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ID: A grass in flower? SOLVED: Sedge

7 replies to this topic

#1 Andrea B.

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Posted 04 July 2013 - 22:05

Can anyone get me started on identifying this grass?
I know nothing about grasses.
This specimen has a very nice UV signature.

Thank you.

Vis
Attached Image: grassUnkVisSun_050313twinPines_10880origProofPn.jpg

UV, cropped only. Not yet colour corrected.
Attached Image: grassUnkUVBaadSB14_050313twinPines_10871origProofPn.jpg
Andrea G. Blum
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#2 nfoto

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Posted 04 July 2013 - 22:27

You are looking in the wrong family. This belongs to the Cyperaceae or Sedge Family.

#3 Andrea B.

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Posted 04 July 2013 - 22:39

Thank you. That will get me started !! My printed Colorado flora covers "grasses".

I was using "grass" in a non-technical sense. Grass, the green stuff that cows eat.
Andrea G. Blum
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#4 nfoto

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Posted 04 July 2013 - 22:41

Good grief. Cows won't eat this stuff. It'll cut their tongues. So will you when you mix two families that different.

Try Carex as a starting point.

#5 Andrea B.

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Posted 05 July 2013 - 00:16

  • Stems jointed, hollow.
    • Poaceae (True Grass Family)
      • annual or perennial herbs
      • jointed, round, hollow stems which are solid at joints
      • linear, parallel-veined leaves
      • leaves 2-ranked, alternate
      • tiny flowers borne between
        • palea = small, scale-like inner bract
        • lemma = larger outer bract
      • filaments attach to middle of anthers
      • floret = flower + lemma + palea
      • florets supported by 2 bracts (glumes) [OK, I know what they mean.]
      • flowers arranged in spikelets = florets + glumes
      • leaves of most grasses clasp the stem
        Near the clasp might be
        • auricles = 2 ear-like lobes
        • ligule = membranous, open, collar-like flap or sheath [I know what they mean!!!]
  • Stems unjointed, solid.
    • Stems usually 3 sided.
      • Cyperaceae (Sedge Family)
        • usually perennial, often rhizomatous
        • partial to wet places
        • solid, unjointed stems that are triangular in cross-section
        • leaves 3-ranked, spirally arranged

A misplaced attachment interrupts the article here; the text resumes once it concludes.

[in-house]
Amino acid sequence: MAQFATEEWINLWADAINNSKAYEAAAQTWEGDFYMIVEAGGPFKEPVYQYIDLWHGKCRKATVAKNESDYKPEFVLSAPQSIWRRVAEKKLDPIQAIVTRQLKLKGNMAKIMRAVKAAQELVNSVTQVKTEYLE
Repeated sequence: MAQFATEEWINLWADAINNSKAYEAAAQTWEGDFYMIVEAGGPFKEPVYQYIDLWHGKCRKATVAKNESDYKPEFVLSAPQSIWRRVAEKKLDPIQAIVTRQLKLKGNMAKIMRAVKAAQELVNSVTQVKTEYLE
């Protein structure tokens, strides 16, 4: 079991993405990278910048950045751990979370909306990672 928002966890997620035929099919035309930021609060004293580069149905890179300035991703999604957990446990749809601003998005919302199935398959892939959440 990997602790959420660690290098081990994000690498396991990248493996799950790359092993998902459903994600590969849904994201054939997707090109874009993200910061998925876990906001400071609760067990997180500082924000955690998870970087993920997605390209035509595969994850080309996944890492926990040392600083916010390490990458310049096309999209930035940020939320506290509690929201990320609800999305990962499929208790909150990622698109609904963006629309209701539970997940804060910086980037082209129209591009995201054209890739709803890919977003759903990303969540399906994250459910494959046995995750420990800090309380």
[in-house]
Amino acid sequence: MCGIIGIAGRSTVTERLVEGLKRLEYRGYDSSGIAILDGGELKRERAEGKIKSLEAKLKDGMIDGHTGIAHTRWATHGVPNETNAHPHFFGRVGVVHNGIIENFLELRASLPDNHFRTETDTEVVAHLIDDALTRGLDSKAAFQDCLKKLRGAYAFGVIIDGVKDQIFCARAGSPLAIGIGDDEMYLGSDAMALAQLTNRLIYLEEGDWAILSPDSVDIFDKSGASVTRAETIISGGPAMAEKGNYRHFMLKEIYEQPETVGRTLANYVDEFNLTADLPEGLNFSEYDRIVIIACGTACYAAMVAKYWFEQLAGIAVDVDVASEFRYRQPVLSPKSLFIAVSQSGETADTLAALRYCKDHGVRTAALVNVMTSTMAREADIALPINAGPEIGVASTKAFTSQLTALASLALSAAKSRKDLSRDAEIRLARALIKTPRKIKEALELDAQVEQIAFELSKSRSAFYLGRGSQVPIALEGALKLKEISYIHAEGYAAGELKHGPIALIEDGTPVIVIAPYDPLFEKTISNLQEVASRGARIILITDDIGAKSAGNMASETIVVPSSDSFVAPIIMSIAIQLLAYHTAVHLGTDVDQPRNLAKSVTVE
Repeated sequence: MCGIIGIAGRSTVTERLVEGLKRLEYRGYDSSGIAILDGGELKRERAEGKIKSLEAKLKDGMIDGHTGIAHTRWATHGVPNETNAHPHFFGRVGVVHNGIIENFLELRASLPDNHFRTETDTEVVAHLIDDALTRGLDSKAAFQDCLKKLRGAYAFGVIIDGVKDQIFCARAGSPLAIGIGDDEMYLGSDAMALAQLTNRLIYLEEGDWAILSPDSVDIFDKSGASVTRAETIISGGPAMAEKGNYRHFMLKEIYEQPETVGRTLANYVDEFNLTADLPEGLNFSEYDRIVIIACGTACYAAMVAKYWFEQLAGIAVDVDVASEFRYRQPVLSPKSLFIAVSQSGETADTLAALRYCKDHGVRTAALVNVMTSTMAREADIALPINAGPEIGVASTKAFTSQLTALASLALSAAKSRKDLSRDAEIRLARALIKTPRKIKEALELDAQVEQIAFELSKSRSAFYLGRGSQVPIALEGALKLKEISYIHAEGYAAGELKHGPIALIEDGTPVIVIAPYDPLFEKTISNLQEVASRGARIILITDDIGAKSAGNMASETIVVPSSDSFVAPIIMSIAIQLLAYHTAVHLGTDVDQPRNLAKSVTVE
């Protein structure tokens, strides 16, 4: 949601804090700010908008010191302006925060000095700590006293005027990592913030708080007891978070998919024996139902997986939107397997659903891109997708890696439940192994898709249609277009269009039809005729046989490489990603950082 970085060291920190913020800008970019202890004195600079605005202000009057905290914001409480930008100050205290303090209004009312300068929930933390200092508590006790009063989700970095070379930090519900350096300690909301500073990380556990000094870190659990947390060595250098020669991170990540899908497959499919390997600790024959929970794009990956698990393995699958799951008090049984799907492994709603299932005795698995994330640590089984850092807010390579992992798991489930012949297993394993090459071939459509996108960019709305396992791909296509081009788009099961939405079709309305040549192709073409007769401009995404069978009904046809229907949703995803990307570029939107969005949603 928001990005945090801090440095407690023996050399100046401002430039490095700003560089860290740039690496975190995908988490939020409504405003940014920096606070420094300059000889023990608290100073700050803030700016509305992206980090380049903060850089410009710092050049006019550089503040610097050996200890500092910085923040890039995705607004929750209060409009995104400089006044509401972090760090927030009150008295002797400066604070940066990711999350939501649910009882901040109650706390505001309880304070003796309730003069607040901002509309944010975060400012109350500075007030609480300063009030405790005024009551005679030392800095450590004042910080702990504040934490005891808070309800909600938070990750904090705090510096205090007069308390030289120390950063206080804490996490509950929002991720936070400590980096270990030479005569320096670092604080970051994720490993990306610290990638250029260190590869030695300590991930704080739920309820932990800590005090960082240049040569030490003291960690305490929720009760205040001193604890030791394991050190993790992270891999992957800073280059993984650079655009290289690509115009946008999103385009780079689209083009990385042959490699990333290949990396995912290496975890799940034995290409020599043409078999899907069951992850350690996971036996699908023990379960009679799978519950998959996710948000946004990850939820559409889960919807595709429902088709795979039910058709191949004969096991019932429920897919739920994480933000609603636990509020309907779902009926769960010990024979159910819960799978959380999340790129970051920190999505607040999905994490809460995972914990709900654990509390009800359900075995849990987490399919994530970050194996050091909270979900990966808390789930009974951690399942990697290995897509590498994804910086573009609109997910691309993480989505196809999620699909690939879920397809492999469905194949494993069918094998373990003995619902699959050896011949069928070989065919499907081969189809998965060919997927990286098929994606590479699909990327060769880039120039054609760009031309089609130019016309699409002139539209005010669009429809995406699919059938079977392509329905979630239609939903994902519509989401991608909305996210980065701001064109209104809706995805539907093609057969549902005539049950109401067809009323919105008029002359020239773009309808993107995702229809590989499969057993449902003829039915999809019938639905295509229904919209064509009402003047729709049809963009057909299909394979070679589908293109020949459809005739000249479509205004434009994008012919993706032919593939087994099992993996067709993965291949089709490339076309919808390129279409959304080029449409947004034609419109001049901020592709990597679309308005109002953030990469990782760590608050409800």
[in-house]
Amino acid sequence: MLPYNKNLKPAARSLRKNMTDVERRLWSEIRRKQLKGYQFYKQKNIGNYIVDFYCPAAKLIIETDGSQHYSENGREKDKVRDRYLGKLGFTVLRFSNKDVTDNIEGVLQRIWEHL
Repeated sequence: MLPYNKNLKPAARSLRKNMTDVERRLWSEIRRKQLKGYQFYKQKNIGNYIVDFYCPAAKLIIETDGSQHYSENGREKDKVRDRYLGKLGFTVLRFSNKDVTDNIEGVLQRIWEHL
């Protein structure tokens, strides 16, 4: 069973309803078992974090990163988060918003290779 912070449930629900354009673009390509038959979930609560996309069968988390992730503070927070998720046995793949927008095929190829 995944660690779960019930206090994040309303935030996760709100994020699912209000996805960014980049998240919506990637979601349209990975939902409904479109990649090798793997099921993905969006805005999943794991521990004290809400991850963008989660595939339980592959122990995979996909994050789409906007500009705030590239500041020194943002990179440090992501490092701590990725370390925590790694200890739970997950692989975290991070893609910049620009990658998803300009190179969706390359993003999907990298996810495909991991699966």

• sheaths usually closed, margins fused
        • filaments attach to end of anther
        • flowers arranged in spikelets, dense clusters
        • many sedges have sharp cutting edges on the leaves, some are minutely sawtoothed
    • Stems usually cylindrical.
      • Juncaceae (Rush Family)
        • usually perennial with rhizomes
        • solid (pithy), unjointed stems that are circular in cross-section
        • tiny flowers that resemble minature brown lilies [What ? Tiny brown lilies ??]
        • flower has 2 series of 3 scale-like floral bracts
        • fruits are small 1- or 3- chambered capsules
Grass jointed hollow, palea/lemma/glume spikelet, filamentCenterAnther
Sedge unjointed solid, sharp, spikelet filamentEndAnther
Andrea G. Blum
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#6 Andrea B.

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Posted 05 July 2013 - 00:48

OK, I now know that the ornamental blue thing I bought is a grass-grass
because I see a solid stemmed spikelet with lemma/palea/glume stuff.

I found a short-leaved grass-grass growing in my Herb Garden which had joints and sheaths.

The very long bladed invasive thing in my Herb Garden, I could not yet figure out.
I couldn't find a stem. I guess they are not there yet?
I had thought this was a weed called "nut grass" (a sedge).
But the leaves seem not to be in threes. They seem sharp-ish.
They are parallel veined. There is no tuber in the roots when I pulled them out.
Still too young maybe? I will have to let one of these go to flower to figure it out.

It started getting dark out, so I had to postpone learning grasses until tomorrow.
It's now time to tend to the Kitteh who needs to be brought in from the porch
and coaxed to eat.
Andrea G. Blum
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#7 nfoto

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Posted 05 July 2013 - 08:07

Look closely at a flowering Juncus and you'll see the description is apt. The tiny flowers appear as a lily only scaled down 10 times or more. Colours of the perianth usually are brownish, sometimes white.

Congratulations on your monocot exploration. Plenty of interesting stuff and gems to be dug out there.

#8 Andrea B.

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Posted 05 July 2013 - 14:56

Thank you!! I have always wanted to learn a bit about grasses, sedges and rushes. I had thought that perhaps I could not stuff any more botancal facts into my head, but apparently we can soak up endless amounts of knowledge - with some study of course. So I'm going to have a try. At least I will be able to separate the three things I see most often into their Orders - when they are in bloom. That's a start.
And there's plenty around here to learn from.
Andrea G. Blum
Often found hanging out with flowers & bees.